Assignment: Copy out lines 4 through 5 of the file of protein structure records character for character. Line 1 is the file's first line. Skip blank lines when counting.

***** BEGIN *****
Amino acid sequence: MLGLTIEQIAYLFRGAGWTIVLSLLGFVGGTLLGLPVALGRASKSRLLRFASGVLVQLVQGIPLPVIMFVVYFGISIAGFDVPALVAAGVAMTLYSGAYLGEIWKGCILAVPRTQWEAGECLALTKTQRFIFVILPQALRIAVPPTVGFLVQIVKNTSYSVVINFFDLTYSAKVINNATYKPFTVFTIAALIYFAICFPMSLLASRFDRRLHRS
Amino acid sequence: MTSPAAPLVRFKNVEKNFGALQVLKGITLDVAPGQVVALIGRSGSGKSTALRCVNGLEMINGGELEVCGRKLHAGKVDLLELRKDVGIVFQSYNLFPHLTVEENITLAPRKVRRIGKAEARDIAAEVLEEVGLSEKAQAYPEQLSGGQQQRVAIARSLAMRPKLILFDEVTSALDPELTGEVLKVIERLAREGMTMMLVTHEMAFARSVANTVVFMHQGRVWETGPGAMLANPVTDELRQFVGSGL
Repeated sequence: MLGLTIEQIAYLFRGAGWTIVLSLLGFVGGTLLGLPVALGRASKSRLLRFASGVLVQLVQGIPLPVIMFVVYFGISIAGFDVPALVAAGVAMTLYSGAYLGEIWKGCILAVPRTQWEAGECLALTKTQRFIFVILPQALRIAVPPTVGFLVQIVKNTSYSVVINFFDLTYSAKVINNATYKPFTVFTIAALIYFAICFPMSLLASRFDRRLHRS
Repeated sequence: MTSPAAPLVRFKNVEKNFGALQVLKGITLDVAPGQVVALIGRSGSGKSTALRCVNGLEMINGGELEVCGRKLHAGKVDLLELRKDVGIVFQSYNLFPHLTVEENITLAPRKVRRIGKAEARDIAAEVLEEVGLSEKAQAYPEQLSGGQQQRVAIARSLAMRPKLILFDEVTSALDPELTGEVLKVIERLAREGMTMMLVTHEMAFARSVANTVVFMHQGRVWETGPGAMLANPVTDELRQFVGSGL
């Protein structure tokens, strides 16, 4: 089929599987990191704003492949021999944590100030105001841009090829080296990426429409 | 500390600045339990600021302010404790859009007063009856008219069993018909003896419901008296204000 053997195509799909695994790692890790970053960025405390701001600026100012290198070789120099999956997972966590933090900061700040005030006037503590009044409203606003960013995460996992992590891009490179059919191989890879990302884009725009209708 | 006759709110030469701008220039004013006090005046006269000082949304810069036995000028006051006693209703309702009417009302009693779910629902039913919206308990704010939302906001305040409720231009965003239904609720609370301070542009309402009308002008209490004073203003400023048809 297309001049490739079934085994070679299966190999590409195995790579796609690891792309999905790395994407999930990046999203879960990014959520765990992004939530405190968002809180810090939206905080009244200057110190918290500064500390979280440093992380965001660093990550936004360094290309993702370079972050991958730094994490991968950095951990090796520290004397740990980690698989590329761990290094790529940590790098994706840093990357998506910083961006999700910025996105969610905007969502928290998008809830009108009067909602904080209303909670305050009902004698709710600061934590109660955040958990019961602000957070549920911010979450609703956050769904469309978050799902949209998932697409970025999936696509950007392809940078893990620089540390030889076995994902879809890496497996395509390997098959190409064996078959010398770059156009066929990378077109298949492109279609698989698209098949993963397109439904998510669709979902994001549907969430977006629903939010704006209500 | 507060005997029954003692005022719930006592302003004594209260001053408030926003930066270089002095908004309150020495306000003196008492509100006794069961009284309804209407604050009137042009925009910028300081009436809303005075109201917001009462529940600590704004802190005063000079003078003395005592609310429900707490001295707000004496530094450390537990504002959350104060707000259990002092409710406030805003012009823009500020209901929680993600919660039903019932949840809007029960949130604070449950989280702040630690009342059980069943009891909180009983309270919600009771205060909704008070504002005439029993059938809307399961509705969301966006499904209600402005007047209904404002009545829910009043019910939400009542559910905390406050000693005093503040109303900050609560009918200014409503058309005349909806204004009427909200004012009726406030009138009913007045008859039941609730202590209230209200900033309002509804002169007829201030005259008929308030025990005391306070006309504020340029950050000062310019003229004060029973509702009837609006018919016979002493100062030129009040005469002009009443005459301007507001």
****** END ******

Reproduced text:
Repeated sequence: MTSPAAPLVRFKNVEKNFGALQVLKGITLDVAPGQVVALIGRSGSGKSTALRCVNGLEMINGGELEVCGRKLHAGKVDLLELRKDVGIVFQSYNLFPHLTVEENITLAPRKVRRIGKAEARDIAAEVLEEVGLSEKAQAYPEQLSGGQQQRVAIARSLAMRPKLILFDEVTSALDPELTGEVLKVIERLAREGMTMMLVTHEMAFARSVANTVVFMHQGRVWETGPGAMLANPVTDELRQFVGSGL
């Protein structure tokens, strides 16, 4: 089929599987990191704003492949021999944590100030105001841009090829080296990426429409 | 500390600045339990600021302010404790859009007063009856008219069993018909003896419901008296204000 053997195509799909695994790692890790970053960025405390701001600026100012290198070789120099999956997972966590933090900061700040005030006037503590009044409203606003960013995460996992992590891009490179059919191989890879990302884009725009209708 | 006759709110030469701008220039004013006090005046006269000082949304810069036995000028006051006693209703309702009417009302009693779910629902039913919206308990704010939302906001305040409720231009965003239904609720609370301070542009309402009308002008209490004073203003400023048809 297309001049490739079934085994070679299966190999590409195995790579796609690891792309999905790395994407999930990046999203879960990014959520765990992004939530405190968002809180810090939206905080009244200057110190918290500064500390979280440093992380965001660093990550936004360094290309993702370079972050991958730094994490991968950095951990090796520290004397740990980690698989590329761990290094790529940590790098994706840093990357998506910083961006999700910025996105969610905007969502928290998008809830009108009067909602904080209303909670305050009902004698709710600061934590109660955040958990019961602000957070549920911010979450609703956050769904469309978050799902949209998932697409970025999936696509950007392809940078893990620089540390030889076995994902879809890496497996395509390997098959190409064996078959010398770059156009066929990378077109298949492109279609698989698209098949993963397109439904998510669709979902994001549907969430977006629903939010704006209500 | 507060005997029954003692005022719930006592302003004594209260001053408030926003930066270089002095908004309150020495306000003196008492509100006794069961009284309804209407604050009137042009925009910028300081009436809303005075109201917001009462529940600590704004802190005063000079003078003395005592609310429900707490001295707000004496530094450390537990504002959350104060707000259990002092409710406030805003012009823009500020209901929680993600919660039903019932949840809007029960949130604070449950989280702040630690009342059980069943009891909180009983309270919600009771205060909704008070504002005439029993059938809307399961509705969301966006499904209600402005007047209904404002009545829910009043019910939400009542559910905390406050000693005093503040109303900050609560009918200014409503058309005349909806204004009427909200004012009726406030009138009913007045008859039941609730202590209230209200900033309002509804002169007829201030005259008929308030025990005391306070006309504020340029950050000062310019003229004060029973509702009837609006018919016979002493100062030129009040005469002009009443005459301007507001």